Sununu’s leadership failure on commuter rail dashes the hopes of NH businesses

While Governor Sununu has been a fierce opponent of extending MBTA commuter rail service into New Hampshire for his entire political career, he briefly supported the idea of funding a rail feasibility study in order to appeal to Amazon while the company scouted locations for a new headquarters. When Amazon rejected Sununu’s bid, he made a behind-the-scenes effort to kill the rail study funding legislation that he had just set in motion.

New Hampshire’s small business community has repeatedly petitioned Sununu to advocate for rail, but he only seemed interested in considering it for the sake of appealing to a large corporation. Now that Sununu got his wish and the rail study is dead, small businesses in the Granite State will remain unsatisfied and there won’t be a plan in motion when the next Amazon goes location scouting.

Since Chris Sununu refuses to count himself among the 75% of Granite Staters, including 70% of Republicans, who support extending commuter rail service, it’s clear that we will need to elect a new governor if we want to see progress in the state of New Hampshire.

How Chris Sununu killed Commuter Rail

For almost his entire political career, Chris Sununu was vehemently opposed to extending commuter rail into New Hampshire. As an Executive Councilor in 2013, Sununu voted against a $3.6 million commuter rail study. During his gubernatorial campaign in 2016, he unequivocally opposed commuter rail, calling it “a boondoggle project.” and “bad leadership.”

When Amazon was accepting location proposals for the company’s second headquarters, Sununu changed his position and included support for commuter rail in the state’s official pitch to Amazon, saying “rail has been studied, rail has been proposed, and if Amazon wants to come and we can accelerate those plans then that’s absolutely on the table.”

When Sununu was putting together his proposal for the state’s 10 year transportation plan, Sununu included funding for a commuter rail study, citing the “need to study the potential options” due to the ongoing consideration of the state’s Amazon pitch.

The next day, Amazon rejected the Sununu administration’s pitch. Sununu refused to clarify whether he remained in favor of funding the rail study, saying “it’s in the legislature’s hands right now.”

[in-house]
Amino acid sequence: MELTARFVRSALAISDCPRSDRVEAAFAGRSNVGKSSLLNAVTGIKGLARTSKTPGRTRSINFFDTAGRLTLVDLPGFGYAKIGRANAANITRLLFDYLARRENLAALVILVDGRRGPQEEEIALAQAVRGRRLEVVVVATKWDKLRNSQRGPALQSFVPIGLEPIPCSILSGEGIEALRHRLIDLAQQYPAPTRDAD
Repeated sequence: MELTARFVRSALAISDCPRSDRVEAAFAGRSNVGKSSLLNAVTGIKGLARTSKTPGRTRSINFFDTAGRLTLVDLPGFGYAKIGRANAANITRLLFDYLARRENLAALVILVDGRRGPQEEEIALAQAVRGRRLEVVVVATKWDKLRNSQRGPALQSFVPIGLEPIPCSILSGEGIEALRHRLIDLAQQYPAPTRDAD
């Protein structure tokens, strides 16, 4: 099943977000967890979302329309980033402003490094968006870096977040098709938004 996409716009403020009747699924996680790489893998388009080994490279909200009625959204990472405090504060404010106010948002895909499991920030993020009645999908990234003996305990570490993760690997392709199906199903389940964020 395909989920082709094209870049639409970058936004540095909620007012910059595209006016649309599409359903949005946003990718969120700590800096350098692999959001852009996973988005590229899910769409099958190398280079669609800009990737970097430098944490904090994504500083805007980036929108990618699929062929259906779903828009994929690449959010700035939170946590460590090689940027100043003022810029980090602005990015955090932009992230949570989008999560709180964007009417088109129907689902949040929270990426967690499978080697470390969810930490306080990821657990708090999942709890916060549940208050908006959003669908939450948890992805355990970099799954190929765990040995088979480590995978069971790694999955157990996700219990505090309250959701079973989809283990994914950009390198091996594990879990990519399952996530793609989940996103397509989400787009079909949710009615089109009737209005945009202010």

Privately, Sununu told Republican lawmakers to remove commuter rail from the transportation plan. State Rep. Al Baldasaro said Sununu told Republican lawmakers to “kill” rail and told WMUR that Sununu gave them permission to remove the rail study from the transportation plan.

Meanwhile, New Hampshire businesses formed a coalition,NH Business for Rail Expansion, to advocate for funding the rail study.

The House passed the transportation plan with commuter rail included after Democrats put it back in on the floor and overturned the House Public Works and Highways Committee’s recommendation.

Sununu publicly took credit for this, lying by saying he “twisted a few arms” to pass it, when addressing groups that favor rail expansion like his Millennial Advisory Council and the Greater Manchester Chamber of Commerce, who asked Sununu to advocate for the rail study before it was considered in the Senate.

A few weeks after he was implying to audiences that he was supportive of commuter rail, Sununu released his 10 year state energy strategy, which argued against considering rail, a major shift in policy from the 2014 version of the document that was produced under his predecessor, Maggie Hassan.

The New Hampshire Senate took commuter rail out of the 10 year plan in a late-night session on a 12-12 vote, with only two Republicans voting in favor of rail. While he tried to avoid blame, Sununu’s fingerprints were all over the dead rail project. The pro-rail business group NH Business for Rail Expansion noted that Sununu “went back to opposing rail” after his bid for Amazon’s new headquarters failed.